English Professor Went to Dean About Killer

"We are at a point in time when we are closing out our on-scene investigation just now and now we move on to the task of reviewing and interviewing and reinterviewing and combing through the mounds of evidence we've collected," Col. Steven Flaherty, head of the state police, said Thursday morning.

But just hours after Flaherty said evidence collection was wrapping up, Virginia Tech university police sought and received search warrants allowing them to recover a laptop computer and cell phone belonging to Emily Hilscher, a resident of Ambler Johnston Hall and presumed to be one of the first two victims in Cho's killing spree -- apparently searching for any link between killer and victim.

"The computer would be one way the suspect could have communicated with the victim," Virginia Tech Det. Stephenie Henley wrote in search warrant affidavit obtained by ABC News. "It is highly likely that information would still be on the computer."

The warrant for the cell phone also suggested that Hilscher may have received some type of communication from Cho by phone.

That type of behavior would be consistent with incidents involving Cho in November and December of 2005 that lead female students to contact police.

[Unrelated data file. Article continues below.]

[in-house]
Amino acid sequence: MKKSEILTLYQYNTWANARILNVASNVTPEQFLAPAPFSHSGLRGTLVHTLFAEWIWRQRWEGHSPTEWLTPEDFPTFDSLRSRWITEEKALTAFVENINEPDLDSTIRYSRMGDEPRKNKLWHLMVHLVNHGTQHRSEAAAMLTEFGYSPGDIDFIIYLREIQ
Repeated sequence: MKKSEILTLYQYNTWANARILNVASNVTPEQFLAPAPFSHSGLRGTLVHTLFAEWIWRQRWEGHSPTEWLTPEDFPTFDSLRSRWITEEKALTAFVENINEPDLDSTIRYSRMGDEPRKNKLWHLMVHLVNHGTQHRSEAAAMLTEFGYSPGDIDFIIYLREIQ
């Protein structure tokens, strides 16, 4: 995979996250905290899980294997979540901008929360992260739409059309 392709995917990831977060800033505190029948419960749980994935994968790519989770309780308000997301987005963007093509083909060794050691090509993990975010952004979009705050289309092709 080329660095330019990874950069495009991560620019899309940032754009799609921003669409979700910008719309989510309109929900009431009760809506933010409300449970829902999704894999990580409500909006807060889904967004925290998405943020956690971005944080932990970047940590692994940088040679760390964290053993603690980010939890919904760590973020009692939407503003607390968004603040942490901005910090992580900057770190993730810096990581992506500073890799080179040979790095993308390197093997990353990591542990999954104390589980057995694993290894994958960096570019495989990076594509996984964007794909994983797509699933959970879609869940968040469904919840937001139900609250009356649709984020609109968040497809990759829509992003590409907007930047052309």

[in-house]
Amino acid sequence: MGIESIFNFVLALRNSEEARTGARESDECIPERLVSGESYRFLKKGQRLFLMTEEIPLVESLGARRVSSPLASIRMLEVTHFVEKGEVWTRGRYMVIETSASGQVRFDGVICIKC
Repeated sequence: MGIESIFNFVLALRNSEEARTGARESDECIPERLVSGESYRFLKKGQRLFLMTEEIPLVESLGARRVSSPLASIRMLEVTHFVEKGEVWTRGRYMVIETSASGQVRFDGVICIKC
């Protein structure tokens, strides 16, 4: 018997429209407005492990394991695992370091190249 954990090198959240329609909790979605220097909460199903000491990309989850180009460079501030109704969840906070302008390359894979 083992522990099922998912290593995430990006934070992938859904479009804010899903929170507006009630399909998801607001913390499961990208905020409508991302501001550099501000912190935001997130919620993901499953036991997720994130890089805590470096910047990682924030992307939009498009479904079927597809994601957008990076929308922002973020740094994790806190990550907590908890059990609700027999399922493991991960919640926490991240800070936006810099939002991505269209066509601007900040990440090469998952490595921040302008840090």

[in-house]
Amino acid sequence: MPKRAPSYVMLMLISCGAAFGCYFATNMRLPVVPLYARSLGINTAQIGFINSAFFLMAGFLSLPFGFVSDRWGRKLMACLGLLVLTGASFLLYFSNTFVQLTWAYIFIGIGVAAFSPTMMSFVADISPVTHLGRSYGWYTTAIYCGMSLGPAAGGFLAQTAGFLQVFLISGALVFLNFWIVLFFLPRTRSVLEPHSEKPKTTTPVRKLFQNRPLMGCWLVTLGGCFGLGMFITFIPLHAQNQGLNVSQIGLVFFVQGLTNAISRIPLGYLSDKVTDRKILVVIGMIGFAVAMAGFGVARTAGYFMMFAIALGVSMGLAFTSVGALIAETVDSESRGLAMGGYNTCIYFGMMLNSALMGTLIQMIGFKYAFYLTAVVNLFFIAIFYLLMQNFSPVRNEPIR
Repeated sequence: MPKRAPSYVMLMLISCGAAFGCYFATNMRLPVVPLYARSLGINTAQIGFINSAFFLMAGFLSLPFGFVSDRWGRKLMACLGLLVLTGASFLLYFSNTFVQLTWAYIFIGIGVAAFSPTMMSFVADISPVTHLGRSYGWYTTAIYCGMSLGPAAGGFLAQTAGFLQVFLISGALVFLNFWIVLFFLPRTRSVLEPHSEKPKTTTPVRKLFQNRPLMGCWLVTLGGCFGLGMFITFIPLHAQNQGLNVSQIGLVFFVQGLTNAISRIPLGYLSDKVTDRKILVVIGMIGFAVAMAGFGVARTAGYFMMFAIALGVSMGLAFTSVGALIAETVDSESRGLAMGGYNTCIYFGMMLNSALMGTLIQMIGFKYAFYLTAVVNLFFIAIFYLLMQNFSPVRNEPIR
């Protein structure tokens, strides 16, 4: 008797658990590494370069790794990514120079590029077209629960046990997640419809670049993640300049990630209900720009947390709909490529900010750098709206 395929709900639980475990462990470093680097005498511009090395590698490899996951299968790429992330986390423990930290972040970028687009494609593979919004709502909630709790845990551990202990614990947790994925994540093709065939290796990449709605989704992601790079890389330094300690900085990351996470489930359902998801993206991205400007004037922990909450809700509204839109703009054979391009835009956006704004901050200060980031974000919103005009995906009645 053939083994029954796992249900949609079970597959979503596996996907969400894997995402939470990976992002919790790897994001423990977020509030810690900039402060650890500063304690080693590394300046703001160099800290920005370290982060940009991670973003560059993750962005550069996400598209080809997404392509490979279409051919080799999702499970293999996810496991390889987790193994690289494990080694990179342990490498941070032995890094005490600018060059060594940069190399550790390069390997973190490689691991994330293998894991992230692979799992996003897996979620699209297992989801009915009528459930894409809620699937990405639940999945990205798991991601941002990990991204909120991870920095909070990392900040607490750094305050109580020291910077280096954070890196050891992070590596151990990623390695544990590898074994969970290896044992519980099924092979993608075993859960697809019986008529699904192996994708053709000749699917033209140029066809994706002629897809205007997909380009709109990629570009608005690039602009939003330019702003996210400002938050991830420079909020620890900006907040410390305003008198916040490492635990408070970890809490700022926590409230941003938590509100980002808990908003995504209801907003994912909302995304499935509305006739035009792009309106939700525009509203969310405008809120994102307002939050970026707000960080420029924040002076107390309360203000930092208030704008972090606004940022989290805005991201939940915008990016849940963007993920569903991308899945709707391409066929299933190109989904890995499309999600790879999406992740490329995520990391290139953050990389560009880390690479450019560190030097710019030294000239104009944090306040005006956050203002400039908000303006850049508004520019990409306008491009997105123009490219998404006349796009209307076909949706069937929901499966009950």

One young woman complained that Cho, then 21, was stalking her, but she declined to press legal charges against him. Police interviewed Cho for the first time and referred the case to the school's internal disciplinary board.

A second woman student, less than two weeks later, told authorities she received disturbing instant messages from Cho, and asked police to make sure there was "no further contact" from him.

Cho's 'Manifesto'

Evidence of Cho's planning became abundantly clear when NBC received a package the killer sent from the Blacksburg post office after killing two people in a campus dormitory and before opening fire in the Norris Hall academic building, killing 30.

NBC News -- having been widely criticized for airing extended portions of the videos Cho mailed to the network -- posted more material from his package on its Web site, MSNBC.com. Cho had assembled many of the pictures he sent in a 23-page computer document, adding captions.

"Oh the happiness I could have had mingling among you hedonists, being counted as one of you, only if you didn't --- the living --- out of me," reads one line above a picture of a smiling Cho.

On another page is this line: "You wanna rape us John Mark Karrs? You wanna rape us Debra LaFaves? --- you."

John Mark Karr was the man who claimed last year that he had raped and murdered 6-year-old Jon Benet Ramsey in 1996, but was released after authorities concluded his confession was false. Debra LaFave was a Florida teacher who pleaded guilty to having sex with a 14-year-old student.

NBC said the computer file from Cho had last been modified at 7:24 a.m. on Monday, just minutes after the first shootings. The network said it blocked out Cho's expletives.

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